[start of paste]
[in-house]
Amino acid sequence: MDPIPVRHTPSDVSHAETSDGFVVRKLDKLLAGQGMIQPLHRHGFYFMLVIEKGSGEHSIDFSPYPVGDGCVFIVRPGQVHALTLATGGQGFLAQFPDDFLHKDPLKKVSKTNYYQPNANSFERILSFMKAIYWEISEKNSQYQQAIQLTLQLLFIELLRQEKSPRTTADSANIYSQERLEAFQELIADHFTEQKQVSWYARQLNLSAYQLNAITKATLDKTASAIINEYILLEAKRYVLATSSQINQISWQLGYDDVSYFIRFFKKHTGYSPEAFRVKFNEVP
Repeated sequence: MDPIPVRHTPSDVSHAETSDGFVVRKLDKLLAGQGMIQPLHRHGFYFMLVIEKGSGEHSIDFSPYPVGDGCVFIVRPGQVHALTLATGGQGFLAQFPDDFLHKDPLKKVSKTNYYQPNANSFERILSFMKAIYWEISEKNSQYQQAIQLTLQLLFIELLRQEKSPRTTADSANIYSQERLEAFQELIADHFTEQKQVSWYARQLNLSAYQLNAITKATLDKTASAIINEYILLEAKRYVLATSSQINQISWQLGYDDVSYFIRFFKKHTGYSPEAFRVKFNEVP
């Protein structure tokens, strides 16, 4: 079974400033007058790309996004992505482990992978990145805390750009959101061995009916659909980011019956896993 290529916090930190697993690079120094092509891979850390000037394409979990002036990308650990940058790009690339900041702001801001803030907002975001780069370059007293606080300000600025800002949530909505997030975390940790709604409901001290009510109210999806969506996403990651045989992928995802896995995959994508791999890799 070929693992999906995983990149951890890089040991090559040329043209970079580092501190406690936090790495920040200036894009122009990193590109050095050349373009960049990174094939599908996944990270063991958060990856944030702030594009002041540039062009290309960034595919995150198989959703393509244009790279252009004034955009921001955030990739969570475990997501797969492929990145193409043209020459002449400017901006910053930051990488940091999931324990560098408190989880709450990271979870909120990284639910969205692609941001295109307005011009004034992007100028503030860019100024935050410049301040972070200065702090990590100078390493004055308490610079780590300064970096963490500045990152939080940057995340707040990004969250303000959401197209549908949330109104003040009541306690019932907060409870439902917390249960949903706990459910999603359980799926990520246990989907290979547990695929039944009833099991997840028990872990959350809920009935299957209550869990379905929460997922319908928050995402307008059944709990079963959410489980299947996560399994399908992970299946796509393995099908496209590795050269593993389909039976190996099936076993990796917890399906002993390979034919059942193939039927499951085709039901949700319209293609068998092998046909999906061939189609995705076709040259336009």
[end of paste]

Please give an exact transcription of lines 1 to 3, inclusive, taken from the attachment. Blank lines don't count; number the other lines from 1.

[in-house]
Amino acid sequence: MDPIPVRHTPSDVSHAETSDGFVVRKLDKLLAGQGMIQPLHRHGFYFMLVIEKGSGEHSIDFSPYPVGDGCVFIVRPGQVHALTLATGGQGFLAQFPDDFLHKDPLKKVSKTNYYQPNANSFERILSFMKAIYWEISEKNSQYQQAIQLTLQLLFIELLRQEKSPRTTADSANIYSQERLEAFQELIADHFTEQKQVSWYARQLNLSAYQLNAITKATLDKTASAIINEYILLEAKRYVLATSSQINQISWQLGYDDVSYFIRFFKKHTGYSPEAFRVKFNEVP
Repeated sequence: MDPIPVRHTPSDVSHAETSDGFVVRKLDKLLAGQGMIQPLHRHGFYFMLVIEKGSGEHSIDFSPYPVGDGCVFIVRPGQVHALTLATGGQGFLAQFPDDFLHKDPLKKVSKTNYYQPNANSFERILSFMKAIYWEISEKNSQYQQAIQLTLQLLFIELLRQEKSPRTTADSANIYSQERLEAFQELIADHFTEQKQVSWYARQLNLSAYQLNAITKATLDKTASAIINEYILLEAKRYVLATSSQINQISWQLGYDDVSYFIRFFKKHTGYSPEAFRVKFNEVP